SAVANNAH — Brian H. Childs, M.Div., Ph.D., HEC-C, has been named director of the Carlos and Marguerite Mason Center for Organ Donation and Transplant Education and Policy (the Mason Center) in the Mercer University School of Medicine (MUSM). The Mason Center will work in cooperation with faculty in several departments within the School of Medicine, including Community Medicine, Rural Health Sciences, and Bioethics and Medical Humanities.
The Carlos and Marguerite Mason Center for Organ Donation and Transplant Education and Policy is an endowed Center that promotes organ donation by focusing on the facets of donation — cadaveric and living donors — for the state of Georgia. Its objective is to provide education to medical students, health care professionals and people across the state by designing curriculum, offering seminars and community programs, having the Mason Center’s director speak to health professionals and community groups, writing policy papers, and presenting research at state and national meetings to enhance the visibility and viability of the organ donation issues.
“I am pleased that this Center represents a significant milestone in our commitment to advance knowledge and shape policy in the field of organ donation and transplantation,” Dr. Childs said. “We have a dedicated team of experts, a committed and impressive advisory board, and we intend to collaborate with researchers and educators to expand explorations in this important field.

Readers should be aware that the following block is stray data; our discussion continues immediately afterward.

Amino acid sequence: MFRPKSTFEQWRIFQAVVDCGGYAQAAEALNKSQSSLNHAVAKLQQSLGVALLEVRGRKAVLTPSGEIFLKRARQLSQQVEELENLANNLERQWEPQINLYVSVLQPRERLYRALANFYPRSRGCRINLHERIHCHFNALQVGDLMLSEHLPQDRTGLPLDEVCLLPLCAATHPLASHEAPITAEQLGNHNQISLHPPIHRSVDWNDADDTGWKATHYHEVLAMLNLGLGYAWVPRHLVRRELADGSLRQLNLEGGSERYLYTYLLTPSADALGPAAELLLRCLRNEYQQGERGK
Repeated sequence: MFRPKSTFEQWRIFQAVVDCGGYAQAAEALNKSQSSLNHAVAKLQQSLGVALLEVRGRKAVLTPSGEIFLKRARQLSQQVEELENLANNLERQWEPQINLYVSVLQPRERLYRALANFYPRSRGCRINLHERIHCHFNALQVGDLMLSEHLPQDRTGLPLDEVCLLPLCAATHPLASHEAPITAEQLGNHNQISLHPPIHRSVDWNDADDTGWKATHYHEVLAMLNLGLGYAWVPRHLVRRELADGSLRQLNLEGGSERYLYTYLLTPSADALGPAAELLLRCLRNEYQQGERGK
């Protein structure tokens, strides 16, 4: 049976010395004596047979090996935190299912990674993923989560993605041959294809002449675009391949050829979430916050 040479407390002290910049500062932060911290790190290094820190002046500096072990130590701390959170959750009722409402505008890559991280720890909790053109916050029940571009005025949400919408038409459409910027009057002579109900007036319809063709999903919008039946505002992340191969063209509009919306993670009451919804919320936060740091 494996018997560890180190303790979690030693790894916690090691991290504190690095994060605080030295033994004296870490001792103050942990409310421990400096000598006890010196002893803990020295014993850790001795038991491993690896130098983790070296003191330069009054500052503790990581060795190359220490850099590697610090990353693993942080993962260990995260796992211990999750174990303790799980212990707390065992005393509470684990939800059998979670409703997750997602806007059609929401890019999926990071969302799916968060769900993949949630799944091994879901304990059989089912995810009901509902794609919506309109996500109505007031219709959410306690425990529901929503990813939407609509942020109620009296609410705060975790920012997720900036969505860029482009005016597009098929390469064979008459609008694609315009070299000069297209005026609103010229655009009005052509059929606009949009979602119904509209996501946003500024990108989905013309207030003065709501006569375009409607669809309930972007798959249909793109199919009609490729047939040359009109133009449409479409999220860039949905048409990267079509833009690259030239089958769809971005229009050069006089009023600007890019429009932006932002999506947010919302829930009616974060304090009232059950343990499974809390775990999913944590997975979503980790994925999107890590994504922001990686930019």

The Mason Center has three principal objectives:
- To educate Mercer medical and health care students, as well as practicing physicians, about the needs, processes, and barriers to successful transplantations in Georgia.
- To support research on inequities in the health care system that impact organ donation and transplant processes and to foster Georgia scholars focused on solving these complex problems.
- To prepare students, health care workers, and affiliated scholars to participate in policy analysis and advocacy around transplantation practices in the state of Georgia.
Coordinating with LifeLink of Georgia, as well as organ procurement organizations (OPOs) in South Carolina and Maryland, the Mason Center will develop educational opportunities for MUSM students and to learn from their expertise in working with rural, underserved patient populations.
The Mason Center will work closely with the Georgia Rural Health Innovation Center (GRHIC), a state-funded program housed at MUSM that is focused on research of health systems problems and solutions. Using GRHIC data and connections with community stakeholders, the Mason Center will position itself as an impactful research and education program in the state.
An advisory board will consist of representatives from these partner organizations and departments, as well as a Georgia donor or recipient and an attorney well-versed in legal aspects of organ donation and transplantation. The current advisory board members are:
- Jean Sumner, M.D., FACP, dean of MUSM (chair)